required listening

CD Review


The Devil In Me + Ready To Roll + Ride To The Rainbow + Reachin’ All Around

Soul Music (UK) SMCR 5176 D (2cd)

THE DEVIL IN ME... I’m Here Again; It’s Just Me Feeling Good; I Can’t Go On Living Without Your Love; Triflin’; Give Me Something To Believe In; Memories; I’ve Got The Devil In Me; Baby I Love You Too Much; Your Eyes; If You Won’t Let Me Walk On The Water; READY TO ROLL... Love Is Comin’ On; I Wanna Start My Life All Over Again; Midnight Mona; Pardon Me; Everybody’s Got A Story; Strange; Am I Expecting Too Much; Can’t We Try; RIDE TO THE RAINBOW... Saturday Night Sunday Morning; I Wanna Be Back In Love Again; Love Machine; Imaginary Paradise; Just A Little Piece Of You; Ride To The Rainbow; Paying For It With My Heart; Give It To Me; REACHIN’ ALL AROUND... You Never Were My Friend; Reachin’ All Around My Love; I Can’t Go Home Again; Lies; Don’t Wonder Why; Never Took No For An Answer; Rhythm Of Love; (I’ve Give You) The Best Years Of My Life; Little Bit Of Heaven And A Little Bit Of Hell; Stormy Weather–I Can’t Stand The Rain (medley); Love Masterpiece

Thelma Houston’s career at Motown, which began in 1972 and lasted almost to the end of the decade, saw her release six albums, including two shared sets with Jerry Butler, across the MoWest, Motown and Tamla labels, plus a reissue of her classic 1969 Dunhill album, ‘Sunshower’ via the Motown imprint and a post-Motown contract set, ‘Reachin’ All Around’ in 1981.  With ‘Sunshower’, her first two albums and the Jerry Butler duets having been already scooped up for Soul Music reissue, the remaining four solo sets are now brought together on this 2-cd package, also courtesy of Soul Music and Cherry Red.  ‘The Devil In Me‘ begins with a distinct effort to replicate the sound and success of her major-scoring version of ‘Don’t Leave Me This Way’.  Speaking with ‘In The Basement‘ in 2002, Thelma stated a dislike for it.  “I thought it was too obvious,” she said.  Nevertheless, it recorded a healthy #21 on the ‘Billboard’ r&b chart and an even healthier #9 with ‘Cashbox’.  Penned by Mike & Brenda Sutton (with Kathy Wakefield), the Suttons also wrote the album’s second track, ‘It’s Just Me Feeling Good’, a tuneful, rippling dancer.  Staying with the dancers, the Eddie & Brian Holland plus Richard Davis composition, ‘I Can’t Go On Living Without Your Love’ is a superbly constructed and arranged item, produced by Brian Holland himself.  Changing the mood, the film theme style of ‘Memories’ is a perfect vehicle for Thelma’s strong vocals - a Michael Rubini/Don Dunn/Ron Siller opus - and Michael Masser and Pam Sawyer’s choir-supported ballad builder, ‘Your Eyes’ made a wondrous closer to the original set.  This time around, we get the non-album b-side, ‘If You Won’t Let Me Walk On The Water’ as a bonus track and it’s another quality ballad, penned by Ron Miller and Terry Etlinger.  Miller also wrote - this time with Ken Hirsch - ‘Can’t We Try‘, another song like ‘Don’t Leave Me This Way‘ also vocalised by Teddy Pendergrass and the cream cut on the ‘Ready To Roll‘ album.  Thelma takes the tempo up a few notches from Teddy but it’s such a delightful song both melodically and lyrically that it’s still a beaut.  Although Thelma’s stay at Motown was comparatively productive for the times, she said (in her ITB interview) that she often felt ill-served and maybe that could apply to much of the ‘Ready To Roll‘ set, the bulk of the songs and arrangements being somewhat routine, only the ballads, ‘I Wanna Start My Life All Over Again‘ and the tougher-styled ‘Am I Expecting Too Much‘ matching ‘Can’t We Try‘ as above par material.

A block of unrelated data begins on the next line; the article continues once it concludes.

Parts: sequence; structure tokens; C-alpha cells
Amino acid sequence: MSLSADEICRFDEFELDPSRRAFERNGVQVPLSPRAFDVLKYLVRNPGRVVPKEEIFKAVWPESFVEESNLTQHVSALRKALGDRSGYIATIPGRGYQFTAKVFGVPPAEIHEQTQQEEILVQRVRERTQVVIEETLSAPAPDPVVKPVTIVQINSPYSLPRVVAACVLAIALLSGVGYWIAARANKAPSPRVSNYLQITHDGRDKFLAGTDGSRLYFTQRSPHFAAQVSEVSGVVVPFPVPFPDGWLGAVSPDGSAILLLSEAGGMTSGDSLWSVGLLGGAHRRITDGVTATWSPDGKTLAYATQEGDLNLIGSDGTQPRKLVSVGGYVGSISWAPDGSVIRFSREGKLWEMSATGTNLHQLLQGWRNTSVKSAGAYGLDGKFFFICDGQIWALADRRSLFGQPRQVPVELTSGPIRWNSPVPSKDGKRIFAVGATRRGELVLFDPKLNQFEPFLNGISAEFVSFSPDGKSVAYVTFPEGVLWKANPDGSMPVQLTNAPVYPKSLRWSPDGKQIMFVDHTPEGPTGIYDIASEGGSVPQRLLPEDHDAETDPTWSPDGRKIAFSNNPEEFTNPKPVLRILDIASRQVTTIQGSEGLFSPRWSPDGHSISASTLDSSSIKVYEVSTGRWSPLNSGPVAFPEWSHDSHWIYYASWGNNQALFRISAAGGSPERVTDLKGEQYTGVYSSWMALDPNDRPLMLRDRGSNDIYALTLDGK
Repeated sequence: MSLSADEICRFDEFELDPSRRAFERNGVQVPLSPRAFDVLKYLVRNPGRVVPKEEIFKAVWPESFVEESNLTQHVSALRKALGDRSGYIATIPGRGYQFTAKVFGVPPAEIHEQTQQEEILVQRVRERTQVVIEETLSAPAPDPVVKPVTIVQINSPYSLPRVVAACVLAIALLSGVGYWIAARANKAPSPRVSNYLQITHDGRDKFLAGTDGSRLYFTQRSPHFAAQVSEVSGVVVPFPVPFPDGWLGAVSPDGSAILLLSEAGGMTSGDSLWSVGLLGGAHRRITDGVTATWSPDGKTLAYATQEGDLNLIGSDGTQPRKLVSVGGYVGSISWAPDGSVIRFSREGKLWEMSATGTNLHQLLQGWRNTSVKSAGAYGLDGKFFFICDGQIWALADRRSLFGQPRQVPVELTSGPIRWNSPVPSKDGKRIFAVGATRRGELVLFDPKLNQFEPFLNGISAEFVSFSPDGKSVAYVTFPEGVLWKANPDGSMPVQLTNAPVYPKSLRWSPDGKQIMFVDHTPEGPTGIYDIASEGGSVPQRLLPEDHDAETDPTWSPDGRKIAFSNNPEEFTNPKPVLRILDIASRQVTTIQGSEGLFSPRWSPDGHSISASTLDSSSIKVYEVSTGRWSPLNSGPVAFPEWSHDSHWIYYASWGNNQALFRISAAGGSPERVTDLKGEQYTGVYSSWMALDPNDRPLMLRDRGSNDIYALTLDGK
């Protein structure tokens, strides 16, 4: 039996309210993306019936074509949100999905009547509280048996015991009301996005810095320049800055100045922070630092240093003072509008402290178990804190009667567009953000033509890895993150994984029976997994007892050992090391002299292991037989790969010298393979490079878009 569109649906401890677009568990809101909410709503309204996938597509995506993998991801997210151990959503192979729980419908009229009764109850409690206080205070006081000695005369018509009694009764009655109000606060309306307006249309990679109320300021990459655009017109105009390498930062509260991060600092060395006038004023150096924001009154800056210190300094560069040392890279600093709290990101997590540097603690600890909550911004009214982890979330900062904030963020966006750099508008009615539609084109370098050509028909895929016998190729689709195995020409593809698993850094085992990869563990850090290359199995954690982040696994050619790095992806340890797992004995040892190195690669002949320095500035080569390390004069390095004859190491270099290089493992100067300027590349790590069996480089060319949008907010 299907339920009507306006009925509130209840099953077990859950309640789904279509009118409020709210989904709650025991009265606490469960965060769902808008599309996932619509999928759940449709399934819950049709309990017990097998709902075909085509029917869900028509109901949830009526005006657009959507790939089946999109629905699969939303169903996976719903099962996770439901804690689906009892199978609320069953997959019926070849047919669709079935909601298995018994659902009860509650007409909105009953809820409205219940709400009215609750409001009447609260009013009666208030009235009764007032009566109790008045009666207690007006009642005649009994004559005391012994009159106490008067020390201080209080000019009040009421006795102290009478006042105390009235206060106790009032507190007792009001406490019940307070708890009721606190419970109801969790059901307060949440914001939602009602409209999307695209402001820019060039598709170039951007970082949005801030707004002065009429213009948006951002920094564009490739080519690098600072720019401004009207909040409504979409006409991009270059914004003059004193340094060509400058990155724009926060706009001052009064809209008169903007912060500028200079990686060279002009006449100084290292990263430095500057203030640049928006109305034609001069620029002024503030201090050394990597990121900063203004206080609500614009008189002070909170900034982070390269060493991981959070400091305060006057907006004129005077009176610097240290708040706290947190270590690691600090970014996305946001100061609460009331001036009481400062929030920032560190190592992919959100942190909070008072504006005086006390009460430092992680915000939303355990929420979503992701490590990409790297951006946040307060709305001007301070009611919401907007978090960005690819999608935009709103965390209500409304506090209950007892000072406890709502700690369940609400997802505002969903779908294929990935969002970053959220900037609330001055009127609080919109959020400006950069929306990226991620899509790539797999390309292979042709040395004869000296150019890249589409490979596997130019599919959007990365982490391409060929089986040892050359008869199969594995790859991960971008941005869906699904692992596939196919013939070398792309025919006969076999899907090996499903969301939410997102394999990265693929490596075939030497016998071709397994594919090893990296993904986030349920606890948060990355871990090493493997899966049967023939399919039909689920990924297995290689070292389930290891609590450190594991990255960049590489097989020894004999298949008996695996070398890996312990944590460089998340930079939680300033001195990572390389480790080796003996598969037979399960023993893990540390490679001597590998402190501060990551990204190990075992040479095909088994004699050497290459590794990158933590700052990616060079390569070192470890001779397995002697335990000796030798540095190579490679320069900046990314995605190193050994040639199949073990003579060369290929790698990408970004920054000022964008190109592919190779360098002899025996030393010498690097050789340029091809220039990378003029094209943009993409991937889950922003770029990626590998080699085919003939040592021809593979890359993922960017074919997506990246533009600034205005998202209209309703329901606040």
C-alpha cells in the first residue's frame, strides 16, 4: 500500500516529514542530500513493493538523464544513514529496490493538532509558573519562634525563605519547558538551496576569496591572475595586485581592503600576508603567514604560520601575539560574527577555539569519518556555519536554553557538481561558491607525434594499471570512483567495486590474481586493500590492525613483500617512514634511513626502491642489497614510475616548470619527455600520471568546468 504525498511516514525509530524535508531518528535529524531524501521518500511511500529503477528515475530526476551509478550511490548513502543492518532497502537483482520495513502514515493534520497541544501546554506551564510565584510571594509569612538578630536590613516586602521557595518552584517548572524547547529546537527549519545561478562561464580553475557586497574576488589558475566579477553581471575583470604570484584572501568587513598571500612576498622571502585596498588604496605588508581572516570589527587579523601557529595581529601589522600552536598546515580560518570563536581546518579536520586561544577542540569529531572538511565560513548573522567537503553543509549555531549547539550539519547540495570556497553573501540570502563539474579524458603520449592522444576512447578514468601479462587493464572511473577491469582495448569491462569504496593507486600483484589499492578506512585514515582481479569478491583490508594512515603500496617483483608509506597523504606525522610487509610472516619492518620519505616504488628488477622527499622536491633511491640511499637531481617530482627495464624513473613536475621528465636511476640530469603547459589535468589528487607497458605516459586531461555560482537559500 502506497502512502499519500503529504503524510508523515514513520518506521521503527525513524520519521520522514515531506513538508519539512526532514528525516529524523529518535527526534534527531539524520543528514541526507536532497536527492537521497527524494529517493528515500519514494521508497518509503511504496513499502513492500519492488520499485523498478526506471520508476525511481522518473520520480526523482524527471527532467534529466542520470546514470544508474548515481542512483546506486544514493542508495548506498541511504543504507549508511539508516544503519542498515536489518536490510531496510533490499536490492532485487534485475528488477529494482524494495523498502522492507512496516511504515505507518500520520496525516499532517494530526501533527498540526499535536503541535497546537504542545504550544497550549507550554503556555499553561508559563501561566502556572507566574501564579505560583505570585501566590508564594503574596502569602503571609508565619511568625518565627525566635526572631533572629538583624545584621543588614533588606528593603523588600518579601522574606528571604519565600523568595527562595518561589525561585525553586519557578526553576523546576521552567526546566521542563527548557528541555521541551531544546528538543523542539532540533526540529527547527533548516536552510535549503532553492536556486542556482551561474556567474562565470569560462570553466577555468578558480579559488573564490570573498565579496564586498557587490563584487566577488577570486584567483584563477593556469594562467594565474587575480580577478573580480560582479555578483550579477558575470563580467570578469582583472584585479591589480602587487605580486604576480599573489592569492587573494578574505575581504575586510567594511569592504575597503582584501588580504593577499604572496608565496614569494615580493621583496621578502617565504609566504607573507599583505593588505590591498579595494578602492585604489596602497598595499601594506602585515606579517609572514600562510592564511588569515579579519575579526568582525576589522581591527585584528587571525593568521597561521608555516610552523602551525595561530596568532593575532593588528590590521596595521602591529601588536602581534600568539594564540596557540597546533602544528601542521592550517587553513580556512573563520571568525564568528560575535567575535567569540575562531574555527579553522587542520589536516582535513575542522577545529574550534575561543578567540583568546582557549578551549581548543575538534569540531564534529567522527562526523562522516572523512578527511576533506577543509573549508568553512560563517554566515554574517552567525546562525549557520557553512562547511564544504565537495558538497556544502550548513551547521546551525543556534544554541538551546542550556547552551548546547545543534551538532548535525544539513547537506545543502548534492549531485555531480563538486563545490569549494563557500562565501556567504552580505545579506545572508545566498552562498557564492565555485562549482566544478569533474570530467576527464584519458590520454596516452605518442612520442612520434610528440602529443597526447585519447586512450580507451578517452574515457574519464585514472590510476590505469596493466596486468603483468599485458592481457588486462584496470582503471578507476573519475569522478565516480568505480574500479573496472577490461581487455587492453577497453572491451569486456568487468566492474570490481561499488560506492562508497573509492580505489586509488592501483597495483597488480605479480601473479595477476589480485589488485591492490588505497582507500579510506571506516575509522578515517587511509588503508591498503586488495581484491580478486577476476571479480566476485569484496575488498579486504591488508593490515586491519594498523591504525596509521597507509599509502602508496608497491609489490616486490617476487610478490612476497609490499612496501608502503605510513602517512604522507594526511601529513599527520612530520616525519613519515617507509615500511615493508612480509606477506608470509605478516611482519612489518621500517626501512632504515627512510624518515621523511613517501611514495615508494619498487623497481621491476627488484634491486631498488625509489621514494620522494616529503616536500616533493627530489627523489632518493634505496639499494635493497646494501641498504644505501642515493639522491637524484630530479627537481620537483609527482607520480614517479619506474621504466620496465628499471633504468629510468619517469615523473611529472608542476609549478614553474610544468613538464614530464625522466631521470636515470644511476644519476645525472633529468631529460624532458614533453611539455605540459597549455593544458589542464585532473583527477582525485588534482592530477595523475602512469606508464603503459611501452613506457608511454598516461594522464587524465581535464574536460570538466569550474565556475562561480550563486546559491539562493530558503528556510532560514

‘Ride To The Rainbow‘ ensured Thelma wouldn’t be able to shake off the ‘disco diva‘ tag but at least it caught fire from the opener with ‘Saturday Night Sunday Morning’, a Norma Helms/Mitchell Bottler number which carried a nice melody as well as feet-fodder and delighted punters to a level of #19 r&b ‘Billboard‘ and #22 ‘Cashbox’.  What’s more, there was no sitting out for tracks two and three either, ‘I Wanna Be Back In Love Again‘ and Thelma’s visit to the Miracles‘ ‘Love Machine’.  The McCrary’s ‘Imaginary Paradise‘ made for a funky track four so (a slight) relaxation has to wait until around the set’s halfway mark with the Stevie Wonder/Syreeta Wright-penned midpacer, ‘Just A Little Piece Of You’.  Thus it is left to Guy Finley and Michael Rubini to provide the set’s one (near-) ballad, ‘Paying For It With My Heart’.  With Thelma having left Motown at the end of the seventies to try her luck at RCA, in 1981 Motown delved into its vaults for the ten tracks that comprise the ‘Reachin‘ All Around‘ album, including the firey title track and the Charles Kipps melodic dancer, ‘You Never Were My Friend’, the opening item.  Certainly the tracks all merited the light of day and the art department provided a tasty cover, leading to the opinion this was not just a hastily cobbled-together release for release sake.  Leonard Caston’s lovely song, ‘Don’t Wonder Why‘ gets a particularly spirited yet tender treatment from the Lady and there’s an interesting medley of ‘Stormy Weather‘ and ‘I Can’t Stand The Rain’.  For those who prefer ballads to beat, both ‘I Can’t Go Home Again‘ and ‘(I’ve Given You) The Best Years Of My Life‘ will not disappoint, while ‘Rhythm Of Love‘ is a floaty, mid-tempo item - and a Kathy Wakefield/Ken Hirsch composition - and ‘Little Bit Of Heaven And A Little Bit Of Hell‘ is a country-meets-honky-tonk piece, courtesy of the pens of Michael Masser and Dierdrie Meehan.  There’s a bonus track on this cd too, viz ‘Love Masterpiece’, taken from the soundtrack of the movie, ‘Thank God It’s Friday‘ - a roaring dancer with a hook line based on a classical work the name of which escapes me right this moment (and which I know will drive me mad for the rest of the day!).

review posted 16/10/18 /